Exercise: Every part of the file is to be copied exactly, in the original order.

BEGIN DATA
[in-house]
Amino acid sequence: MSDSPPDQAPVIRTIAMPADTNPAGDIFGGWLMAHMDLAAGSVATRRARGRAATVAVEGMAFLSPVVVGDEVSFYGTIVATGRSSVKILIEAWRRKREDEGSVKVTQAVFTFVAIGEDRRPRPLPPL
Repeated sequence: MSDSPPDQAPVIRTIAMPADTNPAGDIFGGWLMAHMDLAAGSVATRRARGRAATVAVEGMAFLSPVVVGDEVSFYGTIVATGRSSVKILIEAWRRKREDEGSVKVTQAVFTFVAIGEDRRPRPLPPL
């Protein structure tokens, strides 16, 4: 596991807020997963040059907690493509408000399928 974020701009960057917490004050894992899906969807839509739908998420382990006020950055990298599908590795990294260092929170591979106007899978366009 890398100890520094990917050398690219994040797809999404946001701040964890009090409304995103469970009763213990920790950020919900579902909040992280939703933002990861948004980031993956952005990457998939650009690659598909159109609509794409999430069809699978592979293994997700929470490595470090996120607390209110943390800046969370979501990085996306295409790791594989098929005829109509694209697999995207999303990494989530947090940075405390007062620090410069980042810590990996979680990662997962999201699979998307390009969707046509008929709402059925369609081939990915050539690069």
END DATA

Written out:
[in-house]
Amino acid sequence: MSDSPPDQAPVIRTIAMPADTNPAGDIFGGWLMAHMDLAAGSVATRRARGRAATVAVEGMAFLSPVVVGDEVSFYGTIVATGRSSVKILIEAWRRKREDEGSVKVTQAVFTFVAIGEDRRPRPLPPL
Repeated sequence: MSDSPPDQAPVIRTIAMPADTNPAGDIFGGWLMAHMDLAAGSVATRRARGRAATVAVEGMAFLSPVVVGDEVSFYGTIVATGRSSVKILIEAWRRKREDEGSVKVTQAVFTFVAIGEDRRPRPLPPL
């Protein structure tokens, strides 16, 4: 596991807020997963040059907690493509408000399928 974020701009960057917490004050894992899906969807839509739908998420382990006020950055990298599908590795990294260092929170591979106007899978366009 890398100890520094990917050398690219994040797809999404946001701040964890009090409304995103469970009763213990920790950020919900579902909040992280939703933002990861948004980031993956952005990457998939650009690659598909159109609509794409999430069809699978592979293994997700929470490595470090996120607390209110943390800046969370979501990085996306295409790791594989098929005829109509694209697999995207999303990494989530947090940075405390007062620090410069980042810590990996979680990662997962999201699979998307390009969707046509008929709402059925369609081939990915050539690069």